During their “walk-a-days,” the city council members worked along side caregiver, assisting with many of their duties. We interviewed the council members, caregivers and clients about the need for long-term care and how it can make a difference in the lives of millions of clients who rely on critical services.
In Washington State, the amount of people needing homecare will increase in future years, with the number of seniors doubling to 1.5 million in the next 15 years. In response to the increasing need for homecare in Washington State and throughout the country, Seattle City Council members Nick Licata and Mike O’Brien are supporting the Caring Across Generations Resolution that addresses the lack of affordable quality care options for the elderly and people with disability, and the need to life caregivers out of poverty.
The Caring Across Generations Resolution was passed, making Seattle the first city in the country to pass local legislation around the issue of protecting critical services for our most vulnerable: people with disabilities and older Americans.
Home is what sustains Greg Majesky, a Seattle resident and quadriplegic who needs assistance in many of his everyday activities. Lawrence Chandler, a homecare provider and SEIU Healthcare 775NW member has cared for Majesky since 2008. Having a stable caregiver has improved his quality of life, says Majesky.
On June 5, Seattle City Council Member Mike O’Brien, walked a day in Lawrence Chandler’s shoes to shed light on the growing need in the Seattle area for homecare programs. He is joining a movement of policy makers, community activists, clients and caregivers who are advocating for dignity, respect and freedom for our seniors and people with disabilities and those who work hard to care for them.
City Council Member O’Brien visited Majesky’s home, arriving on bicycle despite the rain, to accompany Chandler in many of the tasks he performs everyday as a caregiver. From fixing a cup of tea, preparing breakfast, doing the dishes, administering medication, assisting Majesky in transferring out of his bed to his wheelchair to preparing Majesky for his shower that he gets three times a week.
Putting the spotlight on the growing care crisis in America, Seattle City Council Member Nick Licata walked in the shoes of Janet Rodriguez - a home care provider and SEIU Healthcare 775NW member. During his “walk-a-day,” Mr. Licata worked along side Janet, assisting with many of her duties as a caregiver.
Janet has provided care for the same Seattle client for more than 15-years, and faces many challenges due to lack of support for quality long-term care.
Bargaining for a new contract covering more than 30,000 individual home care providers got underway on April 26, with SEIU Healthcare 775NW presenting member priorities and some initial proposals to the governor’s bargaining team.
Washington legislature passed a budget with no new cuts to the long-term care safety net! Our calls, emails and in-person lobbying—literally by hundreds and hundreds of SEIU Healthcare 775NW members—made a difference.
This is a huge victory. The final budget includes no new cuts to long-term care and increases funding for Initiative 1163.
What a difference our advocacy efforts made; initial budget proposals would have eliminated adult day health, cut home care agencies so deeply that they would be put out of business, and included changes to eligibility that would have meant more than 1,000 people losing home care services.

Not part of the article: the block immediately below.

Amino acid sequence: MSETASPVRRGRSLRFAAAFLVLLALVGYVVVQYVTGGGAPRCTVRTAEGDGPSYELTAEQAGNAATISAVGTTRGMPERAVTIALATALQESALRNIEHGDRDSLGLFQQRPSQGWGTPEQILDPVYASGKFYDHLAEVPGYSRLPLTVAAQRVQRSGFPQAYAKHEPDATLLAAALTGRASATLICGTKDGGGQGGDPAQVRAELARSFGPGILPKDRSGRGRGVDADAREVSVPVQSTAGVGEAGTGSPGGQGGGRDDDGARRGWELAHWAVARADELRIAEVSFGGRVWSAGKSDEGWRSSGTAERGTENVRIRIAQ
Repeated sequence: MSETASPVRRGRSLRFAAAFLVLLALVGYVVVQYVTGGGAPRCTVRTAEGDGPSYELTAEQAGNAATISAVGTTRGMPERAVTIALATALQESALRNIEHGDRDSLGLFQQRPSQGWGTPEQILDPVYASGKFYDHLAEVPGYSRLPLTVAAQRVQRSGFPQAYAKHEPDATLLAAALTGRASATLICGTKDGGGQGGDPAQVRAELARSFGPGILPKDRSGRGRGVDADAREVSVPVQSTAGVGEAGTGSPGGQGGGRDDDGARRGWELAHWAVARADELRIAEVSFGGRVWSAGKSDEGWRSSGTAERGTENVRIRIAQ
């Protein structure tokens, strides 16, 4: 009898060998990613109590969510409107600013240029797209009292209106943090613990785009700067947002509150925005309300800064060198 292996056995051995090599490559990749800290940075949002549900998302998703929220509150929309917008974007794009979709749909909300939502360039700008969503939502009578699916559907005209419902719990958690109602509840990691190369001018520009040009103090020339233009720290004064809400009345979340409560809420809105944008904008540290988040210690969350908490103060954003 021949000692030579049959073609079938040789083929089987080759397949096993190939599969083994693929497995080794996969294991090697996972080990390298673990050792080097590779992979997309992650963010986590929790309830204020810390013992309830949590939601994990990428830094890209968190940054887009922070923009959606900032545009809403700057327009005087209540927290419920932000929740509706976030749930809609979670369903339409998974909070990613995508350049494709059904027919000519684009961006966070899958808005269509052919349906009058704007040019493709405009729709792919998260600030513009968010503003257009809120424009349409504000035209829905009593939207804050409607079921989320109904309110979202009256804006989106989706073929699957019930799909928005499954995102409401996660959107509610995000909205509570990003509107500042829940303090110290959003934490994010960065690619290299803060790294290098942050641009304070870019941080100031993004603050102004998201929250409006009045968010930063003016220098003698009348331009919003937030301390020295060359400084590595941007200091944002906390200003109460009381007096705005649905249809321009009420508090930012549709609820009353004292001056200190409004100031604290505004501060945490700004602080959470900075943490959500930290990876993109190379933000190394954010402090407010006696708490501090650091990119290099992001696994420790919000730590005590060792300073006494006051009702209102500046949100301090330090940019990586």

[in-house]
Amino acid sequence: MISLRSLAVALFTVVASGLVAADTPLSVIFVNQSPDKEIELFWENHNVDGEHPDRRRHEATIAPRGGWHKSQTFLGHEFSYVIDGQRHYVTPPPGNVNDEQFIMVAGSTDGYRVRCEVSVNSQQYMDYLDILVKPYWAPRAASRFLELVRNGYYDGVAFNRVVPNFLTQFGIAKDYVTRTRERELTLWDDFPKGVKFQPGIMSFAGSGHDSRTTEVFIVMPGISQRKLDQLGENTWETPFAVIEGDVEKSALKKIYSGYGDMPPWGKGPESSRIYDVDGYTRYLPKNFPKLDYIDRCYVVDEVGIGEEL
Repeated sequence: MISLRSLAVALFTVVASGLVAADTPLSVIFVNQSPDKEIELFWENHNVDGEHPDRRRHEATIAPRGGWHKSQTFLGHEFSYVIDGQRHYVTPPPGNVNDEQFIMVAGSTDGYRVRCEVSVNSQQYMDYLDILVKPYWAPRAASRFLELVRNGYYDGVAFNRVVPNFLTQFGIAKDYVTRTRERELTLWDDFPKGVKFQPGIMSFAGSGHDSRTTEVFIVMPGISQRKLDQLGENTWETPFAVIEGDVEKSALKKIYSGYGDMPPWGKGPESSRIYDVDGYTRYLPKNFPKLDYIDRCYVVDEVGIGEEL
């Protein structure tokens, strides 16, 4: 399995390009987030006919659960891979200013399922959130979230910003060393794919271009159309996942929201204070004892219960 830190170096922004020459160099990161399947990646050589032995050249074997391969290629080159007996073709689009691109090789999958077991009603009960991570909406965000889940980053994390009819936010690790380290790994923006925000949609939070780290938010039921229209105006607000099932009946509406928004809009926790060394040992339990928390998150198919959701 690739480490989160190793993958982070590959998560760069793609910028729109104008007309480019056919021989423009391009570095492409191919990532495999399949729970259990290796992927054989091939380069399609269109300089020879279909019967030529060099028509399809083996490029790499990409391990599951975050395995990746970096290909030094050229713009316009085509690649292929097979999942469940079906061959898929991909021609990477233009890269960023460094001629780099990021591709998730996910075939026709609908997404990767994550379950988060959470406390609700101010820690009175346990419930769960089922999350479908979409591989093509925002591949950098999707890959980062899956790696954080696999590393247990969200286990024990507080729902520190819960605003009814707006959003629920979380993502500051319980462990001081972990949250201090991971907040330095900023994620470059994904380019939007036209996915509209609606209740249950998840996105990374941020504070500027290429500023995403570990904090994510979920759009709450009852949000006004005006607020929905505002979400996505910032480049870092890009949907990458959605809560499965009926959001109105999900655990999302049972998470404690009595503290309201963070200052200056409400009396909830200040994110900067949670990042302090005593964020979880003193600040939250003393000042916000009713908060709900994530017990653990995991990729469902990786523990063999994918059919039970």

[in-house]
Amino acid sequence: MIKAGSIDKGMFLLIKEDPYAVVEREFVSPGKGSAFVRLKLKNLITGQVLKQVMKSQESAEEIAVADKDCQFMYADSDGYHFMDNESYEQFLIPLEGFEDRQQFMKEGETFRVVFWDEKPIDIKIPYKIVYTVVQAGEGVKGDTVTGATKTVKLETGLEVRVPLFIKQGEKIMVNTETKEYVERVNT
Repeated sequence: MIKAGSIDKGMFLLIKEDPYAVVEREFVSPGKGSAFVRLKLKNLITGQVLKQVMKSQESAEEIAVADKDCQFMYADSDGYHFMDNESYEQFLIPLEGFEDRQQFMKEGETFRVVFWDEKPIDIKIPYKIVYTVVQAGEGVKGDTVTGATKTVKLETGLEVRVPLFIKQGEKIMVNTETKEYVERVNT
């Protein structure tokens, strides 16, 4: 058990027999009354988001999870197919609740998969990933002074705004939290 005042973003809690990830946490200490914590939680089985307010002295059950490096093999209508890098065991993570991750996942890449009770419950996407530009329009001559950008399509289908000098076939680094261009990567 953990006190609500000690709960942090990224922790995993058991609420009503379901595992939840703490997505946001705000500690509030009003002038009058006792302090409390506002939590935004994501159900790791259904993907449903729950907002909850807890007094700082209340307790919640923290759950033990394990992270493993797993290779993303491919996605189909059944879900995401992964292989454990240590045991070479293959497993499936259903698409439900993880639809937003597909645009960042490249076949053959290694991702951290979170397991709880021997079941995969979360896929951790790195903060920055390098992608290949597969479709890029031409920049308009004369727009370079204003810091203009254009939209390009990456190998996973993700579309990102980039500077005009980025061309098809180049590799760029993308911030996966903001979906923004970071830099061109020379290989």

In addition, legislators passed a bill to create 29,000 new jobs and legislation that closes some tax loopholes for out-of-state banks.
For months, we’ve been fighting to stop cuts to long-term care. We’ve written letters, sent emails, made thousands of phone calls and marched in Olympia. We have told them to raise revenue and close tax loopholes. And we’ve told them to save money by cracking down on Medicaid fraud by huge pharmaceutical companies.
Today, thanks to our advocacy work and support, Gov. Gregoire signed the Medicaid Fraud False Claims Act securing transparency in Medicaid spending.
In the past few months, we testified in two hearings to pass the Medicaid Fraud False Claims Act that will ensure accountability and transparency for every dollar spent on Medicaid. “Through your advocacy efforts we played a key role in passing this bill that ensures the public’s money goes to providing Medicaid services and not on fraud,” said caregiver and SEIU Healthcare 775NW member Chelsea Hensley.
“We have called on the legislature to find budget solutions that protect Washington’s most vulnerable,” said Adam Glickman-Flora, SEIU Healthcare 775NW vice president and director of public affairs. “This historic legislation is a step in the right direction, now we need to keep fighting to pass a final budget that protects critical services.”
Caregivers and clients are sharing their powerful and painful stories of how cuts have affected them. Day in and day out we care for our clients, often giving many hours without pay and usually without enough to keep our families out of poverty.
On Feb. 28, the Senate Democrats released a budget that had no cuts to home care hours, home care agencies or adult day health. Like the House version, this budget shows how our months of efforts have created a consensus in Olympia to stop cuts.
We’ve made major progress to stop cuts to long-term care in the legislature—our phone calls, letter writing and lobbying in Olympia have brought a new budget proposal. Now let’s thank our senators and urge them to pass a final budget that preserves vital services for seniors and people with disabilities.
As we reach the home-stretch in a long fight during this legislative session, we urge you to take a moment to thank your legislator for drafting a budget proposal that closes our budget gap, while maintaining many of the vital services that have faced deep cuts over the last few years.
The cuts to home care and long-term care are positive steps. We still need to work to preserve our long-term care ombudsman so that there is an advocate for nursing home residents and there are still two policy items that raise serious concerns because they could create long waiting lists for home care and restructure Medicaid personal care.
Long-term care is a critical service relied on by thousands of Washington’s most vulnerable and makes it easier for families to continue caring for their loved ones at home. As we watch our aging population grow, a strong home and community-based long-term care system will be more cost-effective and better for the thousands of people who rely on these services.
We’ve made huge headway to stop cuts to long-term care in the legislature. But our fight isn’t over and we now need to encourage the Senate to pass a final budget that protects our most vulnerable.
Over 30 protestors would not leave the office until DSHS faxed our letter to the Secretary Treasurer calling for DSHS to reverse the cuts that will result in unsafe and deteriorated conditions for thousands of clients across Washington state.